You nailed the phone screen or in-person interview - or, so you thought. But soon after, you get a short, polite email letting you know you won't be moving forward in the hiring process. Nothing feels more like a gut punch then to get rejected by an employer. You wonder, "What did I do wrong?" You even send an email asking for feedback, but they don't respond. You're left to second-guess your performance. Leading to doubt and a crisis of career confidence that only makes the job search even harder to maintain.
Stop beating yourself up. Here's why...
It's very likely you did a fine job in the first interview. The problem isn't that you failed, it's that the hiring process is unpredictable. Here are three reasons why you most likely didn't get that second interview:
1. You didn't have enough of a certain type of experience. In the first interview, the goal is to assess the depth of your industry knowledge and skill levels as it relates the the work the employer needs you to do. Each company is different. While you might have all the requirements they listed in the job description, you may not have the right amount of experience in each area. It's not that you couldn't do the job, it's that another candidate had the right combination to get up to speed and producing faster.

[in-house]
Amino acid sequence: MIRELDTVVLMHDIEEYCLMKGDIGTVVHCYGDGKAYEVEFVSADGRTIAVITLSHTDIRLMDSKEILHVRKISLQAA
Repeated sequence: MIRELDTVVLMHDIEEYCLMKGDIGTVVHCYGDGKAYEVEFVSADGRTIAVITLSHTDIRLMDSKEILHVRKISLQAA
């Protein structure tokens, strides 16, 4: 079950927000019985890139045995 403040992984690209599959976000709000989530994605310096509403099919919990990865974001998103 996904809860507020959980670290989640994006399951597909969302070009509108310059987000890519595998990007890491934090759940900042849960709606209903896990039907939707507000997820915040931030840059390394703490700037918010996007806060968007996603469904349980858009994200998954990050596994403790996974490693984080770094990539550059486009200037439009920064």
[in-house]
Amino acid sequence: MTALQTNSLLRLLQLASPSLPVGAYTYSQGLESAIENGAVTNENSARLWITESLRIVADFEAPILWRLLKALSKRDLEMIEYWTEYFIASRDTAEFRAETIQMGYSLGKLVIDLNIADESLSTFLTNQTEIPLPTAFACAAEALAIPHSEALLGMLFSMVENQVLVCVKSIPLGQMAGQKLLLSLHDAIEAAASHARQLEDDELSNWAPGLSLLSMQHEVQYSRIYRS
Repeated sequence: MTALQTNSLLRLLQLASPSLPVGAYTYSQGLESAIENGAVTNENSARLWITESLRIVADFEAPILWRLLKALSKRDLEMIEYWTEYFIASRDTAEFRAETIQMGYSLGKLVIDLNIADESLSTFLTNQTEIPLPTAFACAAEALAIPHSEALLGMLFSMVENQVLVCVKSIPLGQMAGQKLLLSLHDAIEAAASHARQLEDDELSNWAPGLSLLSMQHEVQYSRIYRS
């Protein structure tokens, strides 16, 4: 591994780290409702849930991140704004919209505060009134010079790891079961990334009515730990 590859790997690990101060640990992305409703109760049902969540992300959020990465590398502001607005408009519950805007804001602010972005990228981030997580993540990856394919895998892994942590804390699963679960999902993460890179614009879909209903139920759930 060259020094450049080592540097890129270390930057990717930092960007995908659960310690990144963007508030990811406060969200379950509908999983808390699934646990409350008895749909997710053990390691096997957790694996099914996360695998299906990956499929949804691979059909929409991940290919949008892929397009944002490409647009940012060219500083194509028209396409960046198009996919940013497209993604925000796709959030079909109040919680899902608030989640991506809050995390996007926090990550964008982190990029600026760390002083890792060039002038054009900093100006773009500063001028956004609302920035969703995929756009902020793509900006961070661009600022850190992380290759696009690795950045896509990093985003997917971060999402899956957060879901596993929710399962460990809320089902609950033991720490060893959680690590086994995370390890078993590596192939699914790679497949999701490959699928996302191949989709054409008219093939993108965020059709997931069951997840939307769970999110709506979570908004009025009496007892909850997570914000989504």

2. The hiring manager switched directions. When I was in corporate recruiting, I can't tell you how many times I scheduled a set of first round interviews for a hiring manager, only to have her or him tell me after they realized they actually needed a different kind of candidate. Interviewing often helps the hriing manager clarify the real skill level and industry experience needed for the job. Ultimately, requiring the recruiter to go back to square one to find new candidates that match the new requirements.
3. Other candidates had more champions in-house. One of the best things to have when going through the hiring process is someone on the inside acting as your coach and promoter. The only thing better than one existing employee rooting for you, is two! Having champions vouching for your experience and character helps the hiring manager visualize you fitting in to the company's culture. It's no surprise that employee referrals are one of the best ways to get hired.
The point I'm trying to make is that you can't assume you're the reason you didn't get that second interview. Which leads to my most important piece of advice in this situation...
P.S. - If you like the employer, don't give up. Play the long game.
Keep in mind, they didn't say, "no, not ever," when they rejected you. They simply said, "not this time." If you can see yourself doing great things at this employer, then don't write them off just because you weren't picked for the role. Instead, inquire about what you can do to stay in touch and be considered for future roles. And, start looking for ways to get to know some of the existing employees better. That way, when another position gets posted, you can tap into your additional knowledge and connections to stand out. And hopefully, make it through the interview process and land a job offer!